By Thomas K. Arnold | Posted: October 23, 2000
Imagine what the video rental industry must look like to an outsider.
In the last few months, two big public video chains, Video Update and Video City, filed for Chapter 11 bankruptcy.
Top video specialty chain Blockbuster Inc. saw its stock price nosedive to below $7 a share, less than half its IPO price, while the second-biggest chain, Hollywood Entertainment Corp., lost a significant chunk of its share price in a single day.
A respected industry analyst, Paul Kagan Associates, declares video rental is "dying," while reports that only about 100 independent video stores are going out of business each month are greeted as good news.
Through all of this, however, the mainstream media has been strangely, oddly, inexplicably silent. I remember back in early 1997, when video rental revenue was off a few percentage points from the year before. We immediately saw a barrage of stories in the financial press, calling video stores "dinosaurs" and insisting that the end is near.
The same doom-and-gloom stories followed every other crisis, real or perceptual, this industry has faced almost since its inception, from the video-on-demand threat posed by the telco mergers of the early 1990s to the arrival of the Internet a few years later.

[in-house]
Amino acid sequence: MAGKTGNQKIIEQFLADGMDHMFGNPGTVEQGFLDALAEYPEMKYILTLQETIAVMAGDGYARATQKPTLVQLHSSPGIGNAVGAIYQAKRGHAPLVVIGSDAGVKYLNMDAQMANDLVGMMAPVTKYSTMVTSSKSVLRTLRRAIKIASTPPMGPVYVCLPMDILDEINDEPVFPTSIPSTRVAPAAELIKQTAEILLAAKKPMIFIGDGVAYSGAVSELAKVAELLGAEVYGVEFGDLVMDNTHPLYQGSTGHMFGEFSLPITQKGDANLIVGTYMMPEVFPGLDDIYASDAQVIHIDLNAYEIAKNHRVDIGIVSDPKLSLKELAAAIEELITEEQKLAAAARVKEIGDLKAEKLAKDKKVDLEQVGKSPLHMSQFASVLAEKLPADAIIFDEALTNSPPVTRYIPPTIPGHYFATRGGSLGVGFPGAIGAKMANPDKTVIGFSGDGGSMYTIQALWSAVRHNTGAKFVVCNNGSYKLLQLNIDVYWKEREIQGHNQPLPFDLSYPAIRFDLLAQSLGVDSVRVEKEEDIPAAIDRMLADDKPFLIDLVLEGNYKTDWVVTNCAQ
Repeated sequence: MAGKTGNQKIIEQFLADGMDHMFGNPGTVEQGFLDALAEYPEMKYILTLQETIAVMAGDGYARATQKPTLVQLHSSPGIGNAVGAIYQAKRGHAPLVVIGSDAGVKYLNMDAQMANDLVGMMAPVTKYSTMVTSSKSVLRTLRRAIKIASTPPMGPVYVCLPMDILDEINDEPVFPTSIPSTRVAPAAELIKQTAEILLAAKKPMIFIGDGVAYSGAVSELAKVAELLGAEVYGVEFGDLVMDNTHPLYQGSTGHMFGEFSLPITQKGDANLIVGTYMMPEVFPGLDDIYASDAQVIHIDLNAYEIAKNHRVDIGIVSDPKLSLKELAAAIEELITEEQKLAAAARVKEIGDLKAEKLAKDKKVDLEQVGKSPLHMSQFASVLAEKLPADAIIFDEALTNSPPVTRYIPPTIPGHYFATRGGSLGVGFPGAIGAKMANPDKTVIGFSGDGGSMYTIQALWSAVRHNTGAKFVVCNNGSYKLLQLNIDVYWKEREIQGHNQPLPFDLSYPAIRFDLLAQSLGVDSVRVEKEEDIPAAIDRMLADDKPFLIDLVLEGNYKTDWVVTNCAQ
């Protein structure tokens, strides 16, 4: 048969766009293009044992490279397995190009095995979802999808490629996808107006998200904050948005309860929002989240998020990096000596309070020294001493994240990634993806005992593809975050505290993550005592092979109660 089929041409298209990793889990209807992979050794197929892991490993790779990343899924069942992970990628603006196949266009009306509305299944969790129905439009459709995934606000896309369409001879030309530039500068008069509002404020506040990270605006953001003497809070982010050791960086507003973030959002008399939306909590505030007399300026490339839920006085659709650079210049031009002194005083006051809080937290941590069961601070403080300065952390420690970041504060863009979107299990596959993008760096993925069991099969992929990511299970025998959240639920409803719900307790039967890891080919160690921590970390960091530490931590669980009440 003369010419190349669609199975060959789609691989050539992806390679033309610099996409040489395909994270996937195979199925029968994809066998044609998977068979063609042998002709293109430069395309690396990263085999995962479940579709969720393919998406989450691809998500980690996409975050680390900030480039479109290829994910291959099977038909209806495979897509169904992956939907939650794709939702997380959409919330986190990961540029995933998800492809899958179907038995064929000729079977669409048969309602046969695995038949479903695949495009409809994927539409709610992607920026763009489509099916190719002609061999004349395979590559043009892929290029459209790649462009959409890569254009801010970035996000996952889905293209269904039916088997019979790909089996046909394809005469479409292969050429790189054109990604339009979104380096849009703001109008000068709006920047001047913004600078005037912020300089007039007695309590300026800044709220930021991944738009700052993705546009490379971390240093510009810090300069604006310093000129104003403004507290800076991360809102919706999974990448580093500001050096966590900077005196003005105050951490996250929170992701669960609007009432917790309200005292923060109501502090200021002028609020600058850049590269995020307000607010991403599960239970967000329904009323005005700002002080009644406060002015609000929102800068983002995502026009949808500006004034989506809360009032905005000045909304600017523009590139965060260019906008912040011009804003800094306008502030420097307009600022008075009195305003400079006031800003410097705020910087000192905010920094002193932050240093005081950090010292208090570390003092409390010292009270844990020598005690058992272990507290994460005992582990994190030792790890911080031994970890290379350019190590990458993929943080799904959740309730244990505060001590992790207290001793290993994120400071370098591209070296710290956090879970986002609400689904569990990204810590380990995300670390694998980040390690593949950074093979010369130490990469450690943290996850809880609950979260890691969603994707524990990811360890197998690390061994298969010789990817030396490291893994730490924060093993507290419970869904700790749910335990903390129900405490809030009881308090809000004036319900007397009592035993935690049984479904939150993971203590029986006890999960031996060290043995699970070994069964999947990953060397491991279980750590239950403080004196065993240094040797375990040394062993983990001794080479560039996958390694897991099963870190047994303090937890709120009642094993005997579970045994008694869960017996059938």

The mainstream press' silence in the midst of what just might be the biggest crisis this industry has ever faced--and from it may never recover--could be due to a number of factors.
It could be they've already written us off for dead so many times that they figure one more crisis--one more nail in the coffin?--is old news.
It could be they just don't care. Let's face it--our problems are very real to us, but they're nowhere near as sexy as, say, the bursting of the dot-com bubble or, for that matter, the promise of DVD and video streaming.
Or it could be--and this is the worst scenario of all--that they're just holding their breath, like many of us are, and waiting for the other shoe to drop. Why waste ink on writing about the ailments of a sick patient when you can cover all that and more in the obituary?
And yet, despite all the setbacks video rental has suffered in the recent past, it is still a mighty industry generating more than $9 billion in annual consumer spending. Overall rental revenue is down, but only by a few percentage points. In fact, with all the obstacles it is facing, both from the outside and from within, it's somewhat remarkable that this "dying" industry is still generating so much money.
But I guess that's not a sexy story, either.
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